To establish which country has the most gold, probably the most accurate reference is the Thomson Reuters GFMS annual gold survey 2016.
You can download a copy of the report below, it makes interesting reading:
- Thomson Reuters Gold Survey 2016
Throughout history gold has underpinned the value of the money in our pocket, however that all changed in 1971 when Richard Nixon took the US Dollar off the Gold Standard. At that point we entered a period in our history in which there are no major currencies backed by anything other than “a promise to pay” from the Central Banks.
Effectively our money became nothing more than an IOU from States which are insolvent, and becoming increasingly so, as every day passes.
These FIAT currencies have always failed at some time, that’s an irrefutable historical fact. When Governments debase the currency we rely upon, then whenever confidence in that currency erodes, there is no other outcome possible, other than a total reset.
Germany took the Reichsmark off the Gold Standard in 1931, and turned on the printing presses, much as we have seen in recent years, with what is now termed “Quantitative Easing”.
Notes were printed in huge numbers and even 200,000,000 Reichsmarks became worthless and people reverted to a barter economy. The Reichsmark was replaced by the Deutschmark in 1948.
What is becoming clear is that the Central banks are getting increasingly worried and are accelerating the rate at which they are hoarding physical gold. Prior to the collapse of Lehman Brothers, Central banks had been net sellers of physical gold.
We first saw this starting to happen in 2008, as the Central Banks sought to ring-fence their Nation’s wealth as the global economy went into meltdown. What we are seeing today however, is something more dramatic, with the shift of gold ownership from West to East, and the launch of a Chinese gold backed Yuan.
Which Country Has The Most Gold?
Bear in mind that the total amount of gold in the World is 186,200 tonnes, of which gold held in Official National Reserves totals just 30,900 tonnes. The top 10 countries, in terms of their Official Holdings, are shown below. Be aware however that in the East, countries like China and India, individuals acquire gold as a status symbol, just as people in the West acquire fancy cars.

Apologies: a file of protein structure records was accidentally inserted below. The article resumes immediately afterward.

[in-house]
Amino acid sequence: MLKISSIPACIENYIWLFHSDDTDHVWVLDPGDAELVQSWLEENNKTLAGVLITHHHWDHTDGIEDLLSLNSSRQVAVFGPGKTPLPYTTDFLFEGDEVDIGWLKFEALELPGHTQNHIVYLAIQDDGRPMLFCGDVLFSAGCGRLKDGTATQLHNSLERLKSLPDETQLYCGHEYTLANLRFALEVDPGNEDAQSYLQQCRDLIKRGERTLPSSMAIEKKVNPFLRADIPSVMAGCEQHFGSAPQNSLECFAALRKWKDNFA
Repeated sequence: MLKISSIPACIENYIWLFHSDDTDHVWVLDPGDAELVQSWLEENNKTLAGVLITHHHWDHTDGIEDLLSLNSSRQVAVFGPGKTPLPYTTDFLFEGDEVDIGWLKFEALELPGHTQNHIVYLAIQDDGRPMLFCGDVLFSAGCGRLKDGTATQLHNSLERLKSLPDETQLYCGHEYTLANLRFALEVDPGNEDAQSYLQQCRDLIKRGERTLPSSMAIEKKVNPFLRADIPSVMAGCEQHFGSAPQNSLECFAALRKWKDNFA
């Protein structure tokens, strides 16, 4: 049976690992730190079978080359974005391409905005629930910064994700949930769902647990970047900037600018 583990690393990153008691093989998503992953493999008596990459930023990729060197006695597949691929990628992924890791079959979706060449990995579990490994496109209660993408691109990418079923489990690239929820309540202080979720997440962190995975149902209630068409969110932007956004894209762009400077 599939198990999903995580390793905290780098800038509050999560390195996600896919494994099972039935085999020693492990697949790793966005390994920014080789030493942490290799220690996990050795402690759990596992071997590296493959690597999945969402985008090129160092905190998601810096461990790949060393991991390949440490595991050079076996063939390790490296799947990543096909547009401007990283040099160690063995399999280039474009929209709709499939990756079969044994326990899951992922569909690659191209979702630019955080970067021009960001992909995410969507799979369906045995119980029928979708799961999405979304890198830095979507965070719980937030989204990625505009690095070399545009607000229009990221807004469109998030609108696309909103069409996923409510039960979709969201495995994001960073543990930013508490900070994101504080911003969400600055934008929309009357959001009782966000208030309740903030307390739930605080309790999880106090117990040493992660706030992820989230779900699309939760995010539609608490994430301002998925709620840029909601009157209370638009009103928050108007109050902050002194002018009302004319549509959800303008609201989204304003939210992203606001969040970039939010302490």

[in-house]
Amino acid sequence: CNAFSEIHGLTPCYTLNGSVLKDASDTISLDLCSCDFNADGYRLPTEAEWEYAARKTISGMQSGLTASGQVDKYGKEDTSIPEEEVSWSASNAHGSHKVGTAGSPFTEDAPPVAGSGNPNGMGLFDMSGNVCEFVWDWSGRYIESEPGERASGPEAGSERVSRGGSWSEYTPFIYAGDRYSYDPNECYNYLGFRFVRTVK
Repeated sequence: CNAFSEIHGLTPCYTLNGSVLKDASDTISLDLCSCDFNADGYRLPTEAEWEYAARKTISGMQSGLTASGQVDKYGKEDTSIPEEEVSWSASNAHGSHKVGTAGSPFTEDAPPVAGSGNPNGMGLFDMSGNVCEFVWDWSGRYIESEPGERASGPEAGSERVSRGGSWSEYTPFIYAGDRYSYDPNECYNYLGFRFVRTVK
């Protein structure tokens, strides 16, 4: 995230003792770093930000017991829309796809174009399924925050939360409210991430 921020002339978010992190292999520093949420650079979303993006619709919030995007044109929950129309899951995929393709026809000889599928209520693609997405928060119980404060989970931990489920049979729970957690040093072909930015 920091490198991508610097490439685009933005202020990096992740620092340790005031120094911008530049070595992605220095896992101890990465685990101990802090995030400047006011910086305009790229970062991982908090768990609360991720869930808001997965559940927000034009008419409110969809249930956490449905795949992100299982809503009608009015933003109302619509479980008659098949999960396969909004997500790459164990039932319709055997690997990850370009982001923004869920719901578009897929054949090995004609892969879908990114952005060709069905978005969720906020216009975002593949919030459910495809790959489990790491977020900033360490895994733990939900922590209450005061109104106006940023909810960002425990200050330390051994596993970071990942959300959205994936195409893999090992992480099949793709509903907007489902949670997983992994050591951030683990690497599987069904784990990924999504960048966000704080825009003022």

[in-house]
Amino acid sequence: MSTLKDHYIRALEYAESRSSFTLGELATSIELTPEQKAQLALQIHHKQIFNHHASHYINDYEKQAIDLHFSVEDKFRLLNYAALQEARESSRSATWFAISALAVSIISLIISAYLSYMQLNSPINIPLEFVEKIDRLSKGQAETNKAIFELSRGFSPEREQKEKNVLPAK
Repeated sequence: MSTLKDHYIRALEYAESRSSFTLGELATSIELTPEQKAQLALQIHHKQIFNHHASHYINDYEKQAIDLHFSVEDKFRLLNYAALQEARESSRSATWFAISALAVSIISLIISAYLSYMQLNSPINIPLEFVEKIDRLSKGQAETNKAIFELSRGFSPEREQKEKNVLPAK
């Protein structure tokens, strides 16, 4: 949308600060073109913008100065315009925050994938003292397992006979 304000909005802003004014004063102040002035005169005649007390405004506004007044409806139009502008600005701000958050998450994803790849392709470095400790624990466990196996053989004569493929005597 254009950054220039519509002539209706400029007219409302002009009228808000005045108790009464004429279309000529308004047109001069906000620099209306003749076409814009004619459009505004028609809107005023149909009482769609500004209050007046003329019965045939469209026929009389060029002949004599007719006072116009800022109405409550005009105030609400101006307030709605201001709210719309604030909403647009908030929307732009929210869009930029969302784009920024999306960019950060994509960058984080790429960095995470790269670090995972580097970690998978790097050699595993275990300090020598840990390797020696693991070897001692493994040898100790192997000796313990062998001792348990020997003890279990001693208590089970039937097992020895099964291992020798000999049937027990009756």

Rest assured, that in those countries, the combined gold owned is far higher than the “Official Holdings”.
#1 – United States: 8134 tonnes
This statistic is impossible to validate. The United States has not permitted an audit of its gold since 1954 and whether or not US gold is still in safe keeping in Fort Knox, is shrouded in mystery.
What is clear is that whilst the East has been acquiring gold, the United States seems to believe that the US Dollar is invulnerable. US gold holdings have remained static now for the last ten years. I suspect that there will be a price to pay for this arrogance.
#2 – Germany: 3381 tonnes
The challenge for Germany is that nearly 70% of their gold is in safekeeping with the Federal Reserve in America. They have requested an audit and for the gold to be returned, so far to no avail.
#3 – Italy: 2452 tonnes
Whilst Italy have substantial gold stocks, they haven’t moved much for the best part of twenty years.
#4 – France: 2436 tonnes
The Bank of France has indicated that it will not sell its gold because it gives them “a level of confidence, an element of diversification, and can absorb some volatility from the Central Bank’s balance sheet.”
#5 – Russia: 1393 tonnes
At the start of 2009 Russia had just 532 tonnes of gold. They have ramped that up in recent years and, just like China, is keen to reduce its dependence on both the US dollar and the Euro.
#6 – China: 1762 tonnes
China is one of the World’s top gold producers and have been hoarding gold for some time now in anticipation both for the acceptance of the Yuan as a Reserve Currency by the IMF and the introduction of a new gold backed Yuan. China was instrumental in the establishment of the new Asian Infrastructure Investment Bank, much to the angst of the Fed, and all of the signals indicate that they are concerned at the level of reserves they are holding in US an Euro bonds.
#7 – Switzerland
Switzerland only came off the gold standard in 1999. Until then its constitution had required that the Swiss franc should be 40% backed by gold. In the years following, the bank sold an average of one tonne of gold each day, for five years, at prices ranging from $300 an ounce to $500 an ounce.
I suspect that could be a decision that they regret.
#8 – Japan
Japan’s gold holdings have stayed static now since 2001. They are struggling and in recession. It will be interesting to see if they start to build their reserves to stabilise their currency.
#9 – Netherlands
Per capita this is a lot of gold. The Netherlands did well recently to repatriate 120 tonnes of their gold from New York, something that Germany has so far struggled to achieve.
#10 – India
India loves gold. It might only rank #10 in terms of “Official Holdings”, but in the Indian culture gold Jewellery is something everyone aspires to own. Of the 88,000 tonnes of gold on Earth that have been converted into jewellery I suspect that a large proportion might be found in India!
There is an allure to gold, it has its own mystery, all of which is recounted in this enthralling documentary:
“The Secret World Of Gold”, which was aired on TV in the UK, over Christmas 2015.